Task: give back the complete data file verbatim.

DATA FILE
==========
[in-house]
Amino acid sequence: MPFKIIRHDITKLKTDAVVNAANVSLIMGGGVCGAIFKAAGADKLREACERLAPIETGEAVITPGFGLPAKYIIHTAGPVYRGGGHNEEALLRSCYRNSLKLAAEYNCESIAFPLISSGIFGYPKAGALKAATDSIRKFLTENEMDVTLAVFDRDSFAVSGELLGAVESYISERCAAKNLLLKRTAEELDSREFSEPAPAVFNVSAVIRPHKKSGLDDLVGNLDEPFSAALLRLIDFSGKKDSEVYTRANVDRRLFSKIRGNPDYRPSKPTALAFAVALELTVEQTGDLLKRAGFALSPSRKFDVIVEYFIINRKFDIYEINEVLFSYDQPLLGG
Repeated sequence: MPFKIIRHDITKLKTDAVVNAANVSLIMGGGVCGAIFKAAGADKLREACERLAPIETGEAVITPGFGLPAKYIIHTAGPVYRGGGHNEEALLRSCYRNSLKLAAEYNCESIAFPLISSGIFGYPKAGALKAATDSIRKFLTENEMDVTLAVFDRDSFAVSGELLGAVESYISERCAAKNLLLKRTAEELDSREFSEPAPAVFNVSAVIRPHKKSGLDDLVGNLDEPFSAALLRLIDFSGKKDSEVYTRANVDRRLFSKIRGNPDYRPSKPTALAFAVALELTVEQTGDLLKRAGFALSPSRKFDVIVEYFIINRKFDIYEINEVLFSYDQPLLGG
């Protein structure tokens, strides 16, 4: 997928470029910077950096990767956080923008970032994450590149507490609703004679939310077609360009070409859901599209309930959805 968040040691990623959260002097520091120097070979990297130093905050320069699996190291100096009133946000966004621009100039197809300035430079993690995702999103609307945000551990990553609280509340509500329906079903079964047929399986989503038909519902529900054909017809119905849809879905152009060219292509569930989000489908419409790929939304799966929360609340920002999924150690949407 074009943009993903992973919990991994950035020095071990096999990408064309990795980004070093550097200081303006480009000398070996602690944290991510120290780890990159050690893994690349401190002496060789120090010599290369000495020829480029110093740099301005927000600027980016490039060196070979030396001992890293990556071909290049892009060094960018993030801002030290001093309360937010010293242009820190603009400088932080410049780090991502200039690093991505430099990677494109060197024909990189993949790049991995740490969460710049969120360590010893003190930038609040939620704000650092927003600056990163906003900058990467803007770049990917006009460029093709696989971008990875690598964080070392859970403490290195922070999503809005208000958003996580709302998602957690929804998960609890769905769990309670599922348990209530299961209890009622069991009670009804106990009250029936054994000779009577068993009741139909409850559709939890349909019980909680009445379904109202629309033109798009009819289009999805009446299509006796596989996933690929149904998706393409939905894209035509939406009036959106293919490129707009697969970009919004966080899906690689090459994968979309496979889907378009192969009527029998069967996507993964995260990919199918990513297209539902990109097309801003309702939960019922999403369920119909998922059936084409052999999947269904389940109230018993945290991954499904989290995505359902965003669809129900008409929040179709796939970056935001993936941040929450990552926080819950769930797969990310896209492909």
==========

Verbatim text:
[in-house]
Amino acid sequence: MPFKIIRHDITKLKTDAVVNAANVSLIMGGGVCGAIFKAAGADKLREACERLAPIETGEAVITPGFGLPAKYIIHTAGPVYRGGGHNEEALLRSCYRNSLKLAAEYNCESIAFPLISSGIFGYPKAGALKAATDSIRKFLTENEMDVTLAVFDRDSFAVSGELLGAVESYISERCAAKNLLLKRTAEELDSREFSEPAPAVFNVSAVIRPHKKSGLDDLVGNLDEPFSAALLRLIDFSGKKDSEVYTRANVDRRLFSKIRGNPDYRPSKPTALAFAVALELTVEQTGDLLKRAGFALSPSRKFDVIVEYFIINRKFDIYEINEVLFSYDQPLLGG
Repeated sequence: MPFKIIRHDITKLKTDAVVNAANVSLIMGGGVCGAIFKAAGADKLREACERLAPIETGEAVITPGFGLPAKYIIHTAGPVYRGGGHNEEALLRSCYRNSLKLAAEYNCESIAFPLISSGIFGYPKAGALKAATDSIRKFLTENEMDVTLAVFDRDSFAVSGELLGAVESYISERCAAKNLLLKRTAEELDSREFSEPAPAVFNVSAVIRPHKKSGLDDLVGNLDEPFSAALLRLIDFSGKKDSEVYTRANVDRRLFSKIRGNPDYRPSKPTALAFAVALELTVEQTGDLLKRAGFALSPSRKFDVIVEYFIINRKFDIYEINEVLFSYDQPLLGG
């Protein structure tokens, strides 16, 4: 997928470029910077950096990767956080923008970032994450590149507490609703004679939310077609360009070409859901599209309930959805 968040040691990623959260002097520091120097070979990297130093905050320069699996190291100096009133946000966004621009100039197809300035430079993690995702999103609307945000551990990553609280509340509500329906079903079964047929399986989503038909519902529900054909017809119905849809879905152009060219292509569930989000489908419409790929939304799966929360609340920002999924150690949407 074009943009993903992973919990991994950035020095071990096999990408064309990795980004070093550097200081303006480009000398070996602690944290991510120290780890990159050690893994690349401190002496060789120090010599290369000495020829480029110093740099301005927000600027980016490039060196070979030396001992890293990556071909290049892009060094960018993030801002030290001093309360937010010293242009820190603009400088932080410049780090991502200039690093991505430099990677494109060197024909990189993949790049991995740490969460710049969120360590010893003190930038609040939620704000650092927003600056990163906003900058990467803007770049990917006009460029093709696989971008990875690598964080070392859970403490290195922070999503809005208000958003996580709302998602957690929804998960609890769905769990309670599922348990209530299961209890009622069991009670009804106990009250029936054994000779009577068993009741139909409850559709939890349909019980909680009445379904109202629309033109798009009819289009999805009446299509006796596989996933690929149904998706393409939905894209035509939406009036959106293919490129707009697969970009919004966080899906690689090459994968979309496979889907378009192969009527029998069967996507993964995260990919199918990513297209539902990109097309801003309702939960019922999403369920119909998922059936084409052999999947269904389940109230018993945290991954499904989290995505359902965003669809129900008409929040179709796939970056935001993936941040929450990552926080819950769930797969990310896209492909």